One of the new languages floating around…. Frink ( http://futureboy.homeip.net/frinkdocs/ )
Really interesting what you can do with this language in terms of calculating “real world” things.
The sample calculations section I found really interesting and quite humorous with classics like :-
In the movie Independence Day, the alien mother ship is said to be 500 km in diameter and have a mass 1/4 that of earth's moon. If the mother ship were a sphere, what would its density be? (The volume of a sphere is 4/3 pi radius3)
1/4 moonmass / (4/3 pi (500/2 km)^3) -> water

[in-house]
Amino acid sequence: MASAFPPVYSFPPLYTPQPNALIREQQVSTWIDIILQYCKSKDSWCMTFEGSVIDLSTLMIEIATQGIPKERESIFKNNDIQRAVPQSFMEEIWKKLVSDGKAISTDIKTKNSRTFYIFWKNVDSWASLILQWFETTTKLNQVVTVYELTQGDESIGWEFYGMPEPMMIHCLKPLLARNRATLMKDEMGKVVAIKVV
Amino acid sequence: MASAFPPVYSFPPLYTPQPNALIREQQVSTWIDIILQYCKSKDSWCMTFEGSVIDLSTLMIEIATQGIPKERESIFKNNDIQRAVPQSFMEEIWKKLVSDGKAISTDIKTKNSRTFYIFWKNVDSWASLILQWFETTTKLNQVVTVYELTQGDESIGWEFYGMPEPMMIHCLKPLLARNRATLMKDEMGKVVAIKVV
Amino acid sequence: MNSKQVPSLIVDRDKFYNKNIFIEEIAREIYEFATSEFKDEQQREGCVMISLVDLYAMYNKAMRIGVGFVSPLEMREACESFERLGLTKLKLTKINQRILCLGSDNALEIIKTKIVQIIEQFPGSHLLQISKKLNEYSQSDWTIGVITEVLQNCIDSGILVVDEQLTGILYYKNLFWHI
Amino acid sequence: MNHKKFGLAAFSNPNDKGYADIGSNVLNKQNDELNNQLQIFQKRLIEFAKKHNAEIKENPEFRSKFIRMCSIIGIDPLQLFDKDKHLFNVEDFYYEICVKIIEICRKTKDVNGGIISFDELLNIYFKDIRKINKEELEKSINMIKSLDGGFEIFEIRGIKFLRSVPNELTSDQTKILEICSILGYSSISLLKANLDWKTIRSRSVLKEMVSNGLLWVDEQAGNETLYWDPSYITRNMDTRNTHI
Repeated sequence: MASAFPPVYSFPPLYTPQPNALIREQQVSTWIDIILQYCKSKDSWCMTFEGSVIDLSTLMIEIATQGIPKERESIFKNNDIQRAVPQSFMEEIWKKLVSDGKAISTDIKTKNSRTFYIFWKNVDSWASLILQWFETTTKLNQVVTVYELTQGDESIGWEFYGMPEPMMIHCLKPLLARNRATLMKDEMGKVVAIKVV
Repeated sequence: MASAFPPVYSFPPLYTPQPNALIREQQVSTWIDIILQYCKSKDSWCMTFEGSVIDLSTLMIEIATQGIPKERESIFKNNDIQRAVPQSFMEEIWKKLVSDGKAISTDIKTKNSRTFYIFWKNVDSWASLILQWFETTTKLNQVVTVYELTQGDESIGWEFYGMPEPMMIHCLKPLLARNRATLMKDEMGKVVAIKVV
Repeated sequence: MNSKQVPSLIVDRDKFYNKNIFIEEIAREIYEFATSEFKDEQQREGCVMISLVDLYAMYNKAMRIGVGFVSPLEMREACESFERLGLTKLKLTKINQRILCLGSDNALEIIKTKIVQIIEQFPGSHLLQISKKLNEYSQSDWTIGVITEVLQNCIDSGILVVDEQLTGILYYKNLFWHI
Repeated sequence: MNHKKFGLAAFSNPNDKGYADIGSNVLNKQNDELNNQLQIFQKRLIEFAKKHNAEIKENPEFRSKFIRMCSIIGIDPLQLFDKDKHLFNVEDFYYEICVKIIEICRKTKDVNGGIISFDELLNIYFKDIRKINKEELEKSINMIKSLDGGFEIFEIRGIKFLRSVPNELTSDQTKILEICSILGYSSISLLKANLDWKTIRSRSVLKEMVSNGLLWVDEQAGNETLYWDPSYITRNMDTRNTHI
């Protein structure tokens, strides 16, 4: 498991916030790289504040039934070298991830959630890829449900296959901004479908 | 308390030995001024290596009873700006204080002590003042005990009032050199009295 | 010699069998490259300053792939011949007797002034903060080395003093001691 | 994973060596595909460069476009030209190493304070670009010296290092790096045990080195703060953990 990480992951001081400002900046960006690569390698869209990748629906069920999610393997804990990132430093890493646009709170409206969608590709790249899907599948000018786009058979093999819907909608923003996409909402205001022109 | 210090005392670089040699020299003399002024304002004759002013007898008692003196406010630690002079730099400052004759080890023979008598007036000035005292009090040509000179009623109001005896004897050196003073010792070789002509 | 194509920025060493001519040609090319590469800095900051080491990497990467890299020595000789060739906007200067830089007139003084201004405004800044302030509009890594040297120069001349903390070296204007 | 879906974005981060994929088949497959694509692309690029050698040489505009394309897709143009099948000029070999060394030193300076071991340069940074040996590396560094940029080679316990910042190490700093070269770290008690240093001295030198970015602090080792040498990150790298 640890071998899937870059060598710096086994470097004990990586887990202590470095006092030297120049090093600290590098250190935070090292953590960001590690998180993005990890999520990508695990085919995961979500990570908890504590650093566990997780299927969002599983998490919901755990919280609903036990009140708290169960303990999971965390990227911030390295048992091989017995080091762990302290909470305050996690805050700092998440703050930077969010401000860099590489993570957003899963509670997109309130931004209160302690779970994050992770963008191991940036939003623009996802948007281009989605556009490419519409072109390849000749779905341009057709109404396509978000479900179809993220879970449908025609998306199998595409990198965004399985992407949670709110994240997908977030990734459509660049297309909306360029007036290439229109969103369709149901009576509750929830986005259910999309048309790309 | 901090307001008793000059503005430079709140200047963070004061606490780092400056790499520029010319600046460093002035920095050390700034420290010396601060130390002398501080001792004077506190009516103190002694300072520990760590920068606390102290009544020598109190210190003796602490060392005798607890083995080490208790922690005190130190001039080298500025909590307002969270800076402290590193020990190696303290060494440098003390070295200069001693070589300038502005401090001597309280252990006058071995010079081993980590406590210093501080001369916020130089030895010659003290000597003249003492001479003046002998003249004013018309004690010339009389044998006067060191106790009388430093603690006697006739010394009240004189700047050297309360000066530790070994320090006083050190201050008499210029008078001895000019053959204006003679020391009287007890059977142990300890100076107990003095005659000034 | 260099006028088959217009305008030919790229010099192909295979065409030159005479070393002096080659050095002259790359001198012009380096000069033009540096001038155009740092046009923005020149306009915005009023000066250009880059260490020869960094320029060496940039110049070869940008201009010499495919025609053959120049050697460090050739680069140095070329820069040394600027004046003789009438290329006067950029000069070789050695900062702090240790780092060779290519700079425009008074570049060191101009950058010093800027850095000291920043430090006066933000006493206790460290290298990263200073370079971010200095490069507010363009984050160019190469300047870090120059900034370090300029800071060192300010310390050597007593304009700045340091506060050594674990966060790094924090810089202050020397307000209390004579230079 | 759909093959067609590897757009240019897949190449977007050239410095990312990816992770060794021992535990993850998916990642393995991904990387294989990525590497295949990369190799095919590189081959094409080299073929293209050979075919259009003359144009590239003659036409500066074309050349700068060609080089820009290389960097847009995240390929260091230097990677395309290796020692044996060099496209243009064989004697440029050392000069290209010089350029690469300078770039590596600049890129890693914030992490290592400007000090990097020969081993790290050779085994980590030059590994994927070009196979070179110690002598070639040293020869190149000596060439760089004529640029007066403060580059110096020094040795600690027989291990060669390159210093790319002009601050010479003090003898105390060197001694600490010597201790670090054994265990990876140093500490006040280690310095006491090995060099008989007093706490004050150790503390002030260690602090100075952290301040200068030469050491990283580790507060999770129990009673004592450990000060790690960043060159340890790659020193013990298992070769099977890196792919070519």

This makes the ship 280 times denser than water. This is 36 times denser than iron and more than 12 times denser than any known element! As the ship is actually more a thin disc than a sphere, it would actually be even denser. Since it contains lots of empty space, parts of it would have to be much, much denser.
If the object is this dense and has such a large mass, what is its surface gravity? Surface gravity is given by G mass / radius2, where G is the gravitational constant (which Frink knows about):
G 1/4 moonmass / (500/2 km)^2 -> gravity
The surface gravity of the spaceship is thus at least twice earth's gravity--and that's on the rim where gravity is weakest. It would actually be much higher since it's much, much flatter than a sphere. I hope you're not the alien that has to go outside and paint it.